Planning a trip to Switzerland's biggest city? A couple of expatriate Americans cut Zurich down to size and provide some practical travel tips.This content was published on December 26, 2005 - 09:54
swissinfo.ch lent an ear to an editor of a guidebook on Zurich for parents and a classical musician with a penchant for the works of former Zurich resident, James Joyce.
Andrea Bader Rusch is aghast when I suggest that Tibits – the vegetarian restaurant where we meet at her suggestion – is the Swiss version of an American fast food chain.
What I really want to know, without being very eloquent, is if she as an American expatriate feels more at home in a self-service bistro, a concept pioneered in the United States, than in a traditional Swiss diner.
"I just like the feel of the place," she says. "It's casual and lots of interesting people come here. I often bring my granddaughter and we sit in the [kids'] corner."
It is not surprising then that Tibits is listed as one of Zurich's children-friendly restaurants in Andrea's book, "In and around Zurich with kids".
But what does Tad Lauer think of the place? The New Age eatery certainly wasn't around during the years his literary hero, James Joyce, roamed Zurich while writing Ulysses.
I thought he would have found the James Joyce pub a more appropriate place to chat, or the legendary Kronenhalle restaurant, patronised by the who's who of 20th century intellectuals including the Irish writer.
But the person who spends a few hours each Thursday dissecting Finnegan's Wake word for word as a member of a Joyce reading group doesn't think much of the pub since its refurbishment, and finds the Kronenhalle prices "prohibitive".
So we order coffee at Tibits – Andrea a café au lait, Tad a double espresso and I a latte macchiato – and discuss what it is that puts Zurich top or near the top of most lists of the best places to live in the world, and why it is also such a great city to visit.
And what makes it so appealing for people of all ages and from all walks of life.
"It is an attractive city but it's a village," begins Andrea, who works as a consultant for a relocation firm and gives integration courses for newly arrived families. "For me Zurich is really a village and that's part of the charm of the place. It's a big city, yet a village. Does that make sense?"
"Zurich definitely has this village component," Tad says, continuing the thought. "It's ringed by forests and there's plenty of parkland within it. Each little part of town is unique and there is a quiet stability about it."
To see the city in a day, Tad recommends taking the number nine tram that passes the university and one of the buildings where Joyce lived... "Then you have the Kunsthaus (city's main art gallery) and Schauspielhaus (theatre) on the left, before continuing down to Bellevueplatz where suddenly you have the lake on the left and river on the right".
His tour goes right, winding through the bohemian Niederdorf district, which he says is only a "stone's throw" away from the Bahnhofstrasse, Zurich's famous shopping mile of fashionable boutiques, and the city's financial hub.
There would still be time left over, he adds, for a boat ride on the lake. "You can do it all without breaking into a sweat. That encapsulates this idea of it being a village but also an international city."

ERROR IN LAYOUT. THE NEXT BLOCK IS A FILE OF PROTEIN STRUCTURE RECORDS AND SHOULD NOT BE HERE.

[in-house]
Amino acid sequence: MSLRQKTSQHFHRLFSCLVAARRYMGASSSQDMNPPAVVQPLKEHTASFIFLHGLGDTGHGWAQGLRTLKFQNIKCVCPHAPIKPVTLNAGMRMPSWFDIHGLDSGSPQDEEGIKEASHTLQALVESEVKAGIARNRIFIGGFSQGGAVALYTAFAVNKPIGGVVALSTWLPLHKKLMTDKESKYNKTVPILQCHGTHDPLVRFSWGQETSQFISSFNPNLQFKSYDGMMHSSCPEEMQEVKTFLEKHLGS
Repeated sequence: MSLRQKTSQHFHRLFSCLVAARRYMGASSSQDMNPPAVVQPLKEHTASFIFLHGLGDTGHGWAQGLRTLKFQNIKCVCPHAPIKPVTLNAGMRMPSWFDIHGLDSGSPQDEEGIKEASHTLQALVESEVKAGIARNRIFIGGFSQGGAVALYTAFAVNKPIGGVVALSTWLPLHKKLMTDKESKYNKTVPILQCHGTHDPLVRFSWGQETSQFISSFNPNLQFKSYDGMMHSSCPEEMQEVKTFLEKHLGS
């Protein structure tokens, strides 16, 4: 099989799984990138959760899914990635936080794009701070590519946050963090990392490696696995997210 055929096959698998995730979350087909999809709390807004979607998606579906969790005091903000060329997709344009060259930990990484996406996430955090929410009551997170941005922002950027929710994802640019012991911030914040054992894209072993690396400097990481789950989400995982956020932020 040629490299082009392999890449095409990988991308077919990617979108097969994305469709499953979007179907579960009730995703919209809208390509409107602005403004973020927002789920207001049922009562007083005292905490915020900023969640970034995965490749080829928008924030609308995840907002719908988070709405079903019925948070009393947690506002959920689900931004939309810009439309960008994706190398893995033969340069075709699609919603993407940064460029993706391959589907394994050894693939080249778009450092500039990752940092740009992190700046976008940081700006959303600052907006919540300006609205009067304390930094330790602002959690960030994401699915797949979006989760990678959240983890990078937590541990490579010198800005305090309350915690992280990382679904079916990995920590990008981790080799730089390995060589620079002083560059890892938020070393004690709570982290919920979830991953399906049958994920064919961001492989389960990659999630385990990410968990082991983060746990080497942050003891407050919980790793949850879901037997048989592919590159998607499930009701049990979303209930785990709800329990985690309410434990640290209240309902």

The musician who plays with canton Aargau's symphony orchestra says photographs of Zurich at the turn of the 20th century prove that Joyce would still recognise Zurich today.
"There's a remarkable continuity in terms of the visual and architectural aspect of the 'downtown'," he says, playing on the city's slogan "Downtown Switzerland".
"There is a wealth of things to do for the whole family," according to Andrea, when I ask her what is in it for kids. She says the best part of summer is being on the lake and visiting Zurich's museums or zoo on rainy days.
She also recommends getting lost amid the city's narrow streets and alleys. "I enjoy walking along the River Limmat, since I need water for my soul."
"There are hidden places – you can always find a back alley, a little street here or there and something new to discover.
"My favourite thing is to go up on the ridges on either side of the lake and to come down. The view of the city and lake is exquisite," she enthuses, saying that after 26 years in Switzerland, the sight "still hits me".
I ask them what they think of the recent vote, which legitimised Sunday shopping at the country's main railway stations and airports. The move has made ShopVille, the underground shopping concourse at the Zurich station very popular.
"They announced that it is a smoke-free zone which is significant to all of us clean air people," Tad says, adding that he thinks Sunday shopping is a "good idea".
Andrea disagrees. "I'd like to have one day a week when the shops are closed. I don't want to turn Switzerland into the United States".
The meeting took place at the self-service restaurant, Tibits, in Zurich.
Andrea Bader Rusch, who has lived in the Zurich region for 26 years, is a consultant specialising in assisting families who have relocated to Zurich. She has also written a book, "In and around Zurich with kids".
Tad Lauer is a classical violinist and performs with canton Aargau's symphony orchestra.
He is a member of a James Joyce reading group at the city's James Joyce Foundation.
Basel is pharmaceuticals, Zurich banks and Geneva a diplomatic centre par excellence.
English is more than just a second language in these cities; it has helped define their characters in the modern age.
But what is it about these very international cities that has convinced so many native English speakers to put down roots?
swissinfo.ch speaks to expatriates in Basel, Zurich and Geneva about the places to see and the things to do in their adopted homes. The next report in the series will focus on Geneva.
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